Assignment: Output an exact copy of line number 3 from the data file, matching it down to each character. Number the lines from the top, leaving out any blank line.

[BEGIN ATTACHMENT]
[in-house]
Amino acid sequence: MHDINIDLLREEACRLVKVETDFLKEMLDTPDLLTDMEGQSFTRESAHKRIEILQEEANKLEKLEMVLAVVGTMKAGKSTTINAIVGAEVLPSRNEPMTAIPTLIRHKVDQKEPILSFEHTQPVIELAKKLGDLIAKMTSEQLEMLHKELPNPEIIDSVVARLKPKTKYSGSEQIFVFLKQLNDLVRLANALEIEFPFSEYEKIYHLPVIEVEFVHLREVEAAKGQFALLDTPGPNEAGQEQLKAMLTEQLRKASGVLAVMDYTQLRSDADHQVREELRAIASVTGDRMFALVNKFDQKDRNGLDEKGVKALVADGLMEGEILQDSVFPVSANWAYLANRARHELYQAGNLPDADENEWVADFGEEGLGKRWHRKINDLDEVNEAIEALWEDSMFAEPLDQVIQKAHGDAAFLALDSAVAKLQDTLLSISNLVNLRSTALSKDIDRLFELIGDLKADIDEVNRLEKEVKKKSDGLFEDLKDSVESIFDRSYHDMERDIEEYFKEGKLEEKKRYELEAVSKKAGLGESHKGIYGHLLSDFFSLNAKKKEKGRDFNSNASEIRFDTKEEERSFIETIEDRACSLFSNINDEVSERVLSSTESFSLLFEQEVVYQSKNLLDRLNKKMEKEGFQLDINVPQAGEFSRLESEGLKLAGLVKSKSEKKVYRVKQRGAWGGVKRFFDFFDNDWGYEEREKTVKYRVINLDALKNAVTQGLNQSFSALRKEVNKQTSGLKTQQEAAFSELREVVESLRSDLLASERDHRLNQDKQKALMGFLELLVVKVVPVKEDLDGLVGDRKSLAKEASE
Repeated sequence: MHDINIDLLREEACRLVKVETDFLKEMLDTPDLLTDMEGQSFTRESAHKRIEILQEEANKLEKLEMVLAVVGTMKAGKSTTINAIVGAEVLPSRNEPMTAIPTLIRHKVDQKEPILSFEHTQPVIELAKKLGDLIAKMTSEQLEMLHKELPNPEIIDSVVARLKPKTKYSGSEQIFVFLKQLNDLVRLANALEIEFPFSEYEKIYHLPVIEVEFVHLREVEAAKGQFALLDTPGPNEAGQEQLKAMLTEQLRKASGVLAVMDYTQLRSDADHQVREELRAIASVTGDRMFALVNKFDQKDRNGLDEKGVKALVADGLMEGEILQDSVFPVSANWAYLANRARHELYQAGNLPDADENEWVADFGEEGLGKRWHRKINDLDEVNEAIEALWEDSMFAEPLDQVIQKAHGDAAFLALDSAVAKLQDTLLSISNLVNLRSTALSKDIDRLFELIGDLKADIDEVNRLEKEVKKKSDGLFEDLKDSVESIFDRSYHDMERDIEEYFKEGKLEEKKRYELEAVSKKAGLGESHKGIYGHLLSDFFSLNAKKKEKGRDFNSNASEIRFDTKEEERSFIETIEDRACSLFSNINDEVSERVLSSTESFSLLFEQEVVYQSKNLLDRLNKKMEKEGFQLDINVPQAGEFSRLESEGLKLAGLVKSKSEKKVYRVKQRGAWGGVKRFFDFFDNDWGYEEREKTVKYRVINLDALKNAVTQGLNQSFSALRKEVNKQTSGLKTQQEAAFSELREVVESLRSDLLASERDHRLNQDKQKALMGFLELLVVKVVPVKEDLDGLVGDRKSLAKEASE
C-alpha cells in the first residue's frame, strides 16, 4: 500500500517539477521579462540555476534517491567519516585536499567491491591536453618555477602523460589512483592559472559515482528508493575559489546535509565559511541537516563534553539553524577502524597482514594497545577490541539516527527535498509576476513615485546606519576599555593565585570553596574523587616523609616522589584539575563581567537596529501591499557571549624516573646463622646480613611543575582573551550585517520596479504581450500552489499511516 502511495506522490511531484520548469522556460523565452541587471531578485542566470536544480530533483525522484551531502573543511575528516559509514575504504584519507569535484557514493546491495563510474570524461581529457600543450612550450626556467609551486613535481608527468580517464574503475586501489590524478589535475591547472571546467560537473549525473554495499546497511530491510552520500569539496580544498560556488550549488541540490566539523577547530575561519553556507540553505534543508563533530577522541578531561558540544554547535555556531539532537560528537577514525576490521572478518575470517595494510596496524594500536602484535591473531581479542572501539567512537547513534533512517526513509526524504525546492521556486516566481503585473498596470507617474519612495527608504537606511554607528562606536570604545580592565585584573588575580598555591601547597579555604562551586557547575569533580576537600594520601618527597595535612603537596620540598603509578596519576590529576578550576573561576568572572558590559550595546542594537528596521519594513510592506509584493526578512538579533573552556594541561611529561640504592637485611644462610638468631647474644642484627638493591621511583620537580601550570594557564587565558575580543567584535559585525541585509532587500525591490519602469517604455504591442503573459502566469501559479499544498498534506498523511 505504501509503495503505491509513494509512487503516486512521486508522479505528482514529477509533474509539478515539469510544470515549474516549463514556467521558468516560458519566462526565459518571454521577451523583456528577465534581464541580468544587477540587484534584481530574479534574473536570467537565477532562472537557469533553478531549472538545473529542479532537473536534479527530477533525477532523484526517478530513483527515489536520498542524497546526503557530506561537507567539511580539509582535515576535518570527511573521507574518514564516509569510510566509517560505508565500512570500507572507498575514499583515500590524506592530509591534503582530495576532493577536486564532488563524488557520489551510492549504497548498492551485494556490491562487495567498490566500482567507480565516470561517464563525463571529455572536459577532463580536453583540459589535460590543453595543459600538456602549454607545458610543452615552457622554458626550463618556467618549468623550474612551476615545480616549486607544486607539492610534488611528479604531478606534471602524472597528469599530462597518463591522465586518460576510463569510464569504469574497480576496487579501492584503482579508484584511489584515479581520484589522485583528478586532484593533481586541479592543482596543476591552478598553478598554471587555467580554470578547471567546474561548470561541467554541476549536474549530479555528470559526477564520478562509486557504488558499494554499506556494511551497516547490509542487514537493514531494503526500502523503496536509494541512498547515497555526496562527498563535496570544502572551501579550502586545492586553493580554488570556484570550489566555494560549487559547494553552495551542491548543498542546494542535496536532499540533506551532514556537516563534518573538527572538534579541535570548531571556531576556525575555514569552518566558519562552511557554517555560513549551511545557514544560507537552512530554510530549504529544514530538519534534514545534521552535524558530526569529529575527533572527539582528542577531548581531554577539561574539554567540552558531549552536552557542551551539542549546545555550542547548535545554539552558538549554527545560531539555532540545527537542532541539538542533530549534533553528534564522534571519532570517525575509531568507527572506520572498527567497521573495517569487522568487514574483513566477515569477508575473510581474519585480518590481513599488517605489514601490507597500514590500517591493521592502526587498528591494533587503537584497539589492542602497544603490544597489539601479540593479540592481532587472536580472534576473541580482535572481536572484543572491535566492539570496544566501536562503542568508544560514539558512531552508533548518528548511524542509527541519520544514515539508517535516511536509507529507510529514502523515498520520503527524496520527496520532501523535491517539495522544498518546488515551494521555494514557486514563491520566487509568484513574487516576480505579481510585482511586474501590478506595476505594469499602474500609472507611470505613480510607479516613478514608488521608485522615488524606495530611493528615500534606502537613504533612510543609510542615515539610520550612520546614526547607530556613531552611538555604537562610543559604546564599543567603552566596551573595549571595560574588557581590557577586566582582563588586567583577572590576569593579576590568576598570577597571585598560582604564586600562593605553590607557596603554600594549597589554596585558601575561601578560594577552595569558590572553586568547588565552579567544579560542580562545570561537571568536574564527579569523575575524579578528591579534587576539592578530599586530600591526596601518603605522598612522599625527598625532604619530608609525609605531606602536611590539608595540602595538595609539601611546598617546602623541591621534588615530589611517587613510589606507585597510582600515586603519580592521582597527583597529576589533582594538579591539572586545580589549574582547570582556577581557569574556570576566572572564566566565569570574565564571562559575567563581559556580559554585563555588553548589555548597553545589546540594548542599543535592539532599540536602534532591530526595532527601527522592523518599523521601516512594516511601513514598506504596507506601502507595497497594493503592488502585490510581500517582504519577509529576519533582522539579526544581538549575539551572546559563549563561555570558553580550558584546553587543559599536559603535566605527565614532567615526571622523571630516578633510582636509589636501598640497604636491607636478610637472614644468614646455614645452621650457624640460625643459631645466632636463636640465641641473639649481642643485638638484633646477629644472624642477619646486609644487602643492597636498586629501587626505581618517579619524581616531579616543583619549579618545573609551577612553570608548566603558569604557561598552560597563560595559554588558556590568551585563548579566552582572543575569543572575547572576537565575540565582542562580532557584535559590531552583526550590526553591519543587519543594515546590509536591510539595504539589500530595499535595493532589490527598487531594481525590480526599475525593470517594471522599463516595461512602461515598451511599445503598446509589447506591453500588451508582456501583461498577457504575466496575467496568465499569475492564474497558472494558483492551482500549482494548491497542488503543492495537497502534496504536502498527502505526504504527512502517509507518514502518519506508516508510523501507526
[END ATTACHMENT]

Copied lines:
Repeated sequence: MHDINIDLLREEACRLVKVETDFLKEMLDTPDLLTDMEGQSFTRESAHKRIEILQEEANKLEKLEMVLAVVGTMKAGKSTTINAIVGAEVLPSRNEPMTAIPTLIRHKVDQKEPILSFEHTQPVIELAKKLGDLIAKMTSEQLEMLHKELPNPEIIDSVVARLKPKTKYSGSEQIFVFLKQLNDLVRLANALEIEFPFSEYEKIYHLPVIEVEFVHLREVEAAKGQFALLDTPGPNEAGQEQLKAMLTEQLRKASGVLAVMDYTQLRSDADHQVREELRAIASVTGDRMFALVNKFDQKDRNGLDEKGVKALVADGLMEGEILQDSVFPVSANWAYLANRARHELYQAGNLPDADENEWVADFGEEGLGKRWHRKINDLDEVNEAIEALWEDSMFAEPLDQVIQKAHGDAAFLALDSAVAKLQDTLLSISNLVNLRSTALSKDIDRLFELIGDLKADIDEVNRLEKEVKKKSDGLFEDLKDSVESIFDRSYHDMERDIEEYFKEGKLEEKKRYELEAVSKKAGLGESHKGIYGHLLSDFFSLNAKKKEKGRDFNSNASEIRFDTKEEERSFIETIEDRACSLFSNINDEVSERVLSSTESFSLLFEQEVVYQSKNLLDRLNKKMEKEGFQLDINVPQAGEFSRLESEGLKLAGLVKSKSEKKVYRVKQRGAWGGVKRFFDFFDNDWGYEEREKTVKYRVINLDALKNAVTQGLNQSFSALRKEVNKQTSGLKTQQEAAFSELREVVESLRSDLLASERDHRLNQDKQKALMGFLELLVVKVVPVKEDLDGLVGDRKSLAKEASE